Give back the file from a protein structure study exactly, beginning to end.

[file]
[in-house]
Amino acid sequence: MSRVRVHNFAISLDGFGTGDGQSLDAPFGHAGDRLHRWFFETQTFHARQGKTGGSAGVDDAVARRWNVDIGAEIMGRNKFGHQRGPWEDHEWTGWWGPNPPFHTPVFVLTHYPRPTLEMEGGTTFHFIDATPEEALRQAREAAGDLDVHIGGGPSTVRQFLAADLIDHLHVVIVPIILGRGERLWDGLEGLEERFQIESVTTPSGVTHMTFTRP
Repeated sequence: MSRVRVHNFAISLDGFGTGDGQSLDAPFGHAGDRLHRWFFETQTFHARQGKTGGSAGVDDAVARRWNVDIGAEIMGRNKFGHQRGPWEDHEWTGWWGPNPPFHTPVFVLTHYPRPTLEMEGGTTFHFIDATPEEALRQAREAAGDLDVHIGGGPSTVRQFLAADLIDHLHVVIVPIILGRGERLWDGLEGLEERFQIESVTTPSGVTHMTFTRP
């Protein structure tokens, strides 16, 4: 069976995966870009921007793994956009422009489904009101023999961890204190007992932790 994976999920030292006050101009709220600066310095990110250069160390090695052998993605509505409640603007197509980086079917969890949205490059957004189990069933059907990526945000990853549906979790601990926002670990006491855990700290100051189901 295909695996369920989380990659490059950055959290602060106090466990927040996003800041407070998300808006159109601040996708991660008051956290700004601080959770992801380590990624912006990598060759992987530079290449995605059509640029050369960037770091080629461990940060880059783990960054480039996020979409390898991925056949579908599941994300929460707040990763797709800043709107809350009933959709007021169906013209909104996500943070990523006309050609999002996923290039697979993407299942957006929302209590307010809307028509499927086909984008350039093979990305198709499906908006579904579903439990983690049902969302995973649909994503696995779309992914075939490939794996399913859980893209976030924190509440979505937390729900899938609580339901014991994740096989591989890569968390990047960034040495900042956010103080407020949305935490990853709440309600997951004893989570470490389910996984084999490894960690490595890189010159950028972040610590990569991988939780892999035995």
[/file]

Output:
[in-house]
Amino acid sequence: MSRVRVHNFAISLDGFGTGDGQSLDAPFGHAGDRLHRWFFETQTFHARQGKTGGSAGVDDAVARRWNVDIGAEIMGRNKFGHQRGPWEDHEWTGWWGPNPPFHTPVFVLTHYPRPTLEMEGGTTFHFIDATPEEALRQAREAAGDLDVHIGGGPSTVRQFLAADLIDHLHVVIVPIILGRGERLWDGLEGLEERFQIESVTTPSGVTHMTFTRP
Repeated sequence: MSRVRVHNFAISLDGFGTGDGQSLDAPFGHAGDRLHRWFFETQTFHARQGKTGGSAGVDDAVARRWNVDIGAEIMGRNKFGHQRGPWEDHEWTGWWGPNPPFHTPVFVLTHYPRPTLEMEGGTTFHFIDATPEEALRQAREAAGDLDVHIGGGPSTVRQFLAADLIDHLHVVIVPIILGRGERLWDGLEGLEERFQIESVTTPSGVTHMTFTRP
């Protein structure tokens, strides 16, 4: 069976995966870009921007793994956009422009489904009101023999961890204190007992932790 994976999920030292006050101009709220600066310095990110250069160390090695052998993605509505409640603007197509980086079917969890949205490059957004189990069933059907990526945000990853549906979790601990926002670990006491855990700290100051189901 295909695996369920989380990659490059950055959290602060106090466990927040996003800041407070998300808006159109601040996708991660008051956290700004601080959770992801380590990624912006990598060759992987530079290449995605059509640029050369960037770091080629461990940060880059783990960054480039996020979409390898991925056949579908599941994300929460707040990763797709800043709107809350009933959709007021169906013209909104996500943070990523006309050609999002996923290039697979993407299942957006929302209590307010809307028509499927086909984008350039093979990305198709499906908006579904579903439990983690049902969302995973649909994503696995779309992914075939490939794996399913859980893209976030924190509440979505937390729900899938609580339901014991994740096989591989890569968390990047960034040495900042956010103080407020949305935490990853709440309600997951004893989570470490389910996984084999490894960690490595890189010159950028972040610590990569991988939780892999035995």